Oscilloscope image of clock out on any xmega at 32MHz

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Gents,

 

First, I want to apologize if this isn't in the correct forum.  I didn't see anything that really fit, so I put it in this forum as the question is being driven by the output of my atxmega128A3U's clock signal.

 

My scope is an OLD Textronix TDS544A.  Within the last year, I have pulled it apart and replaced all of the electrolytic capacitors in it.  And it passes all of the self-tests every single time.  When I connect any of the probes up to the probe compensation signal generator (0.5V 1KHz square wave) and look at the output at 1ms time division, I get the expected perfectly square output.

 

When I connect it to the clock output of my atxmega128A3U (pin E7 in specifically) at say 8MHz, I get a reasonable square wave with ringing on the rising and falling edges.  The problem is when I look at the clock when the board is running 32 MHz.  The output looks like a sinewave that has swallowed a square wave.  No ringing is evident either.  I would post a screen shot of the waveform, but that scope is old enough that uses a 3.5" floppy and I don't have one on any of my computers. 

 

I can think of a lot of different things that would cause the signal to look like that, unfortunately, one of them is the acquisition circuit is going out of tolerance.  Could I talk someone with a more modern scope to grab a screen capture of the clock out at 32 MHz so I can compare it to my scope?  I would really appreciate it!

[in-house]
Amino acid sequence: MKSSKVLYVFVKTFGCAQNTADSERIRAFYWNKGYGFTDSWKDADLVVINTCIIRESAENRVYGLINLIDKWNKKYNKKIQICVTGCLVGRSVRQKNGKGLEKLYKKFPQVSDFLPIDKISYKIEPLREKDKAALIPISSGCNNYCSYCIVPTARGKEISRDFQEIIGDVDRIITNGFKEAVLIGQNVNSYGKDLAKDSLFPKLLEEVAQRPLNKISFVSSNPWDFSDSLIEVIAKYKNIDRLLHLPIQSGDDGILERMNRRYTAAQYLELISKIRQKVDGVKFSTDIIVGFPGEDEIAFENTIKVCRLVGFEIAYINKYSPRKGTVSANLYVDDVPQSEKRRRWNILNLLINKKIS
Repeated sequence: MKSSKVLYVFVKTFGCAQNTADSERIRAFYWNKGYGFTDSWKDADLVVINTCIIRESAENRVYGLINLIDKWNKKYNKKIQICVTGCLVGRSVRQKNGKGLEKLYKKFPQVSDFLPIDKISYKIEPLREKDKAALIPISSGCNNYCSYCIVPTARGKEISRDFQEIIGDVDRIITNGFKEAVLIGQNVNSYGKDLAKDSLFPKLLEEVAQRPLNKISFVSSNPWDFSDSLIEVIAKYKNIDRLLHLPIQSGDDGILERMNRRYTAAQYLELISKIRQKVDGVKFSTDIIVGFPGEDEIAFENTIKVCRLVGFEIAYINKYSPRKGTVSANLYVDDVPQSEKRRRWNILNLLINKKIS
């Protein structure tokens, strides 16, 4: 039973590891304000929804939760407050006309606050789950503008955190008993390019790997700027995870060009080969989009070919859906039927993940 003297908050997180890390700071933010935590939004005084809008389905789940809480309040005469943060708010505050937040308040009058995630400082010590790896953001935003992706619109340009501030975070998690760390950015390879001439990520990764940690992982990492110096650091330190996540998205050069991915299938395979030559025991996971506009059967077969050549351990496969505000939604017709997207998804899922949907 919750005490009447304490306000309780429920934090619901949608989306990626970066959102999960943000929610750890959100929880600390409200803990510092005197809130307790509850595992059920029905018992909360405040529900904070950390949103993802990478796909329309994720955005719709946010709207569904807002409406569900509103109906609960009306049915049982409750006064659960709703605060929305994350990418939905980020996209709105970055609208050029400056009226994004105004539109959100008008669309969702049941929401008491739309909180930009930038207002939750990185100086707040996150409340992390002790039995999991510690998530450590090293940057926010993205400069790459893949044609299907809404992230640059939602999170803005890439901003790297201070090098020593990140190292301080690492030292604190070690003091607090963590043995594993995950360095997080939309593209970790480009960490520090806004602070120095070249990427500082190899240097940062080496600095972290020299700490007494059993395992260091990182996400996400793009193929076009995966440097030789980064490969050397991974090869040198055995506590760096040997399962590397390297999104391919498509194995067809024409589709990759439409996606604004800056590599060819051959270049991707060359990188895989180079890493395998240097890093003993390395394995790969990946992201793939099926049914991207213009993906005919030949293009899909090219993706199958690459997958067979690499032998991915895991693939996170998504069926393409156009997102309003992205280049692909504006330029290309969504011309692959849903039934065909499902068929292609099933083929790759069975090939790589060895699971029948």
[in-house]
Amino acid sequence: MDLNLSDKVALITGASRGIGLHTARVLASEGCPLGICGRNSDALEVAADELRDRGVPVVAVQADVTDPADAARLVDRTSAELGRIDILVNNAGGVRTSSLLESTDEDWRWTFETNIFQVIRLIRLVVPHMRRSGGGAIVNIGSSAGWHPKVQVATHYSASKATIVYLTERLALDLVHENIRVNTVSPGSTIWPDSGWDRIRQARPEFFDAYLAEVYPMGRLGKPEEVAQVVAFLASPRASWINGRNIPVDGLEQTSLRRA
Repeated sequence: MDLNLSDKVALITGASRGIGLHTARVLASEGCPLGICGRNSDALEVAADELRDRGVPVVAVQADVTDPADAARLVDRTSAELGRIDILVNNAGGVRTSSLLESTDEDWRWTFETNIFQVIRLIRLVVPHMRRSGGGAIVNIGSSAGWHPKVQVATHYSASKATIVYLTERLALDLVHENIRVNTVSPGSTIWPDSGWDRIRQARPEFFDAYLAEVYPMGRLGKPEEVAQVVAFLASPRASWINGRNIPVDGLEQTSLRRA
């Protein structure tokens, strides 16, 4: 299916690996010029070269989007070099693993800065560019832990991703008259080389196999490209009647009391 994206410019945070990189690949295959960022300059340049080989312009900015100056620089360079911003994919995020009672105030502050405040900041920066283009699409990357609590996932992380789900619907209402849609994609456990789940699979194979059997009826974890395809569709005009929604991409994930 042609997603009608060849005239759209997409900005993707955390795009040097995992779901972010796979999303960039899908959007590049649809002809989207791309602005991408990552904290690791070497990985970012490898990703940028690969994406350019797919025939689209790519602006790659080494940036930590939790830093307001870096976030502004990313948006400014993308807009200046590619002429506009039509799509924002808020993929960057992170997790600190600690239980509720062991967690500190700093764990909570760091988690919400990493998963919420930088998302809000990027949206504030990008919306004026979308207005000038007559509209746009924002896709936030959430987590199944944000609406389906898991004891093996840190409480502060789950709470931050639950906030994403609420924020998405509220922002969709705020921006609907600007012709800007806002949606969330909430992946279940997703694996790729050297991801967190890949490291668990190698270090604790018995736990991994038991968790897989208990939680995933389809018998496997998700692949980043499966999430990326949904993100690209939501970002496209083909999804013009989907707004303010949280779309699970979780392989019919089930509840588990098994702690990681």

Clint

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The waveform you describe sounds like low bandwidth.

 

Try this: With a moderately low square-wave frequency, say 2MHz or 4MHz, measure the rise and fall times. Make some effort to reduce the ringing by using the shortest possible connections to the signal source, especially ground. Make sure the IC is well bypassed. If you still have ringing, use as the 100% level the back part of the square wave. Now Bandwidth = 0.35/RiseTime. How does this value compare to 32MHz?

 

Jim

 

Until Black Lives Matter, we do not have "All Lives Matter"!

 

 

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Jim,

 

At 2MHz I used the cursors to measure from when it first started to rise to when it just overshot the normal high level.  It came in at 4ns.  That gives a bandwidth of 87.5 MHz, or 44:1 at 2MHz and nearly 3:1 at 32MHz.

 

To shorten things up, I removed the jumper wire I had the ground lead clipped too, which was inserted into one of the pins on the ground block on my board.  Instead, I removed the wire and the clip from the ground lead and plugged the ground lead directly into the ground on the PDI port and applied the probe tip directly to the MCU pin instead of going to the header (1 1/2" or so of wire) with another short jumper lead.

 

As for bypassing, I used the app notes as my guide (well, the parts that aren't screwed up!) so every power pin is bypassed, ferrite beads are used, etc.